Boardgaming in 2018!

I hear Mage Knight is pretty solid.

That’s almost like the shelf in my closet as a teenager! Magic Realm, Anzio…but underneath I had CV (an amazing Yaquinto game about the battle of Midway) and Wings (a ridiculously complex Yaquinto game about WWI dogfighting).

I have yet to find a fantasy adventure boardgame that is any good (other than Magic Realm). They all seem to fall into two camps, one is the “draw a card and see what happens” camp (e.g. Talisman, Rune Age, etc); the other is the “co-op tactical battles” camp (e.g. Sword & Sorcery, Gloomhaven, etc.). There are some oddballs like the Pathfinder card game, but I don’t like any of them.

I did that on purpose, personally. Not so much because $8 shipping is a huge deal either way, but because getting a giant box full of All The Stuff ™ is way more satisfying than getting it piecemeal. Also, it’s not like I actually need more games to play. I just keep buying them. >.>

Mine is next to it :)


The summer between junior and senior year in high school, the guy who owned the local game store in St. Charles would shut down at 8pm every night, and then he’d order pizza for the whole group and four or five of us would play CV. I think we managed to play 5 or 6 of the big campaign, start to finish.

Another thing I remember from that time: Yaquinto had a really impressive lineup of games. Some top-notch designers there.

S. Craig Taylor designed both CV and Wings. He then refined the CV system to cover the carrier battles around Guadalcanal and called it Flat Top. I played Flat Top about as much as it sounds like you played CV! It is such a great system. We even played Flat Top by postal mail with a gamemaster to keep the moves totally hidden. What a great time.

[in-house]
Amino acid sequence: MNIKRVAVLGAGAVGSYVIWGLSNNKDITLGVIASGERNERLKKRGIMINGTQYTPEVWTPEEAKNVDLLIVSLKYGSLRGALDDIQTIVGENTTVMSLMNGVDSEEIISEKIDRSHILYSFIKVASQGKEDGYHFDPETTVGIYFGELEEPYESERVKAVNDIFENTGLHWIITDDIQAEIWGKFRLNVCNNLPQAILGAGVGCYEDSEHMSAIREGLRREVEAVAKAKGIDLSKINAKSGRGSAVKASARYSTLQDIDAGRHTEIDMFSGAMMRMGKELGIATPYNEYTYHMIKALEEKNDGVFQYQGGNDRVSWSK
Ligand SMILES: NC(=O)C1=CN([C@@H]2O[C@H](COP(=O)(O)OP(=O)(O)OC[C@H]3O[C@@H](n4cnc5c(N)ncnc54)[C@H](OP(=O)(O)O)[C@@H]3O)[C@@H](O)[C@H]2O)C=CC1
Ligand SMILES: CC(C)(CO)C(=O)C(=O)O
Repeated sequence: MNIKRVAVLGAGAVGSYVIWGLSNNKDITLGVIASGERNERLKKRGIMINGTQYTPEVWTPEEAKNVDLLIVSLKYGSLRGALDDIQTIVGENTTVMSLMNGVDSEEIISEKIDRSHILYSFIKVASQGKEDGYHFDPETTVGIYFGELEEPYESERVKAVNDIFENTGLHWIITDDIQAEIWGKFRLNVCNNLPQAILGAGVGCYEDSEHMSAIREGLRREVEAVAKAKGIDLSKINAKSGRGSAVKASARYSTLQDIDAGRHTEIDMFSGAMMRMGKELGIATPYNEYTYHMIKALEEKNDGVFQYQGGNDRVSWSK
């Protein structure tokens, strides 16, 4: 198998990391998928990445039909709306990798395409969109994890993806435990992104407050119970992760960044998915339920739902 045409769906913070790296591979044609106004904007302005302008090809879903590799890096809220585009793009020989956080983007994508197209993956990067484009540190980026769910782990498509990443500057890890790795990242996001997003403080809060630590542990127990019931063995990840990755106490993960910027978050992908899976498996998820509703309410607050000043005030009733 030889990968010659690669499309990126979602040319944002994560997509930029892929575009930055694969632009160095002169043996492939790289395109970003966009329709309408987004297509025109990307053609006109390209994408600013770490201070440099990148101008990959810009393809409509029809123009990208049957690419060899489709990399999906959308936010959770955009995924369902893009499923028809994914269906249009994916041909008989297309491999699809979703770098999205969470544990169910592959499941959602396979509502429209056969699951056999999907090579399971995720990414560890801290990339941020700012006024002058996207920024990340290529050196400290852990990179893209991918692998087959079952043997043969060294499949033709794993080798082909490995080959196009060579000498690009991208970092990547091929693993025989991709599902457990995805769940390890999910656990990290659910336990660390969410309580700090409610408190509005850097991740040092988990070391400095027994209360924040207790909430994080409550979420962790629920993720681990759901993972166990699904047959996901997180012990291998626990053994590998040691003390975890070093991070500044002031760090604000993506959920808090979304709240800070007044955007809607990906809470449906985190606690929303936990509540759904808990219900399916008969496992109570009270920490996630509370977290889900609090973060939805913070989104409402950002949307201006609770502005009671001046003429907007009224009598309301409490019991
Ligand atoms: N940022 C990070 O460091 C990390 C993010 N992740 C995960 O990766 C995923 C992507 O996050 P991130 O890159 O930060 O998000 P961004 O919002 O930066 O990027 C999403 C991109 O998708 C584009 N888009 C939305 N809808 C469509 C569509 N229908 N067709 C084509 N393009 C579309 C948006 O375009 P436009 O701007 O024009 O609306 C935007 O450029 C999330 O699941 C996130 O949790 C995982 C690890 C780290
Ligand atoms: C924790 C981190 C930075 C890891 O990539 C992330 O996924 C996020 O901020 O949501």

I got the chance to play Wings with Craig Taylor at Origins ‘83 in Detroit - he was demoing it with tiny little biplane figures on those tall, thin stands. I remember him being very friendly, even to some nerdy kid like me.

Taylor died about four or five years ago - I think he was in his fifties. It’s a real shame. He died much too young. As you said, he was very talented.

Perhaps, yon reader, you are going to Dice Tower Con sometime tomorrow and you saw an earlier message I wrote here. And you thought, “that dude’s an idiot” and thus you did not contact me. Well, @geewhiz is going to go to DTC as well, and he is certainly not an idiot. Perhaps you can meet up with us and discuss with him in what ways I am an idiot.

Message me (or him) if interested.

That’s interesting to know that it was the same designer, and yeah, that’s too young to go.

First game we ever played of CV, I was paired up with the game store owner against two other guys who were his age (I was the kid, so I guess I was the handicap!) We were the USN, and we had one small non-CV TF get caught away from any cloud cover, and they got mauled when the other side sent wave after wave of planes at it.

But…we spotted their two main CV task forces a couple of turns later, and launched all strikes…and caught them much like Yamamoto’s demise, as they were refueling on the decks to wipe out the last few light cruisers and destroyers in the TF they spotted. It was glorious. And I was totally hooked.

That same summer Grigsby/SSI released Guadalcanal Campaign on the IIe. It actually mimicked a lot of those CV/Flattop mechanics, i think.

EDIT: Just noticed that Taylor designed Wooden Ships & Iron Men. WOW. That design still ripples through computer and boardgame ship-to-ship combat.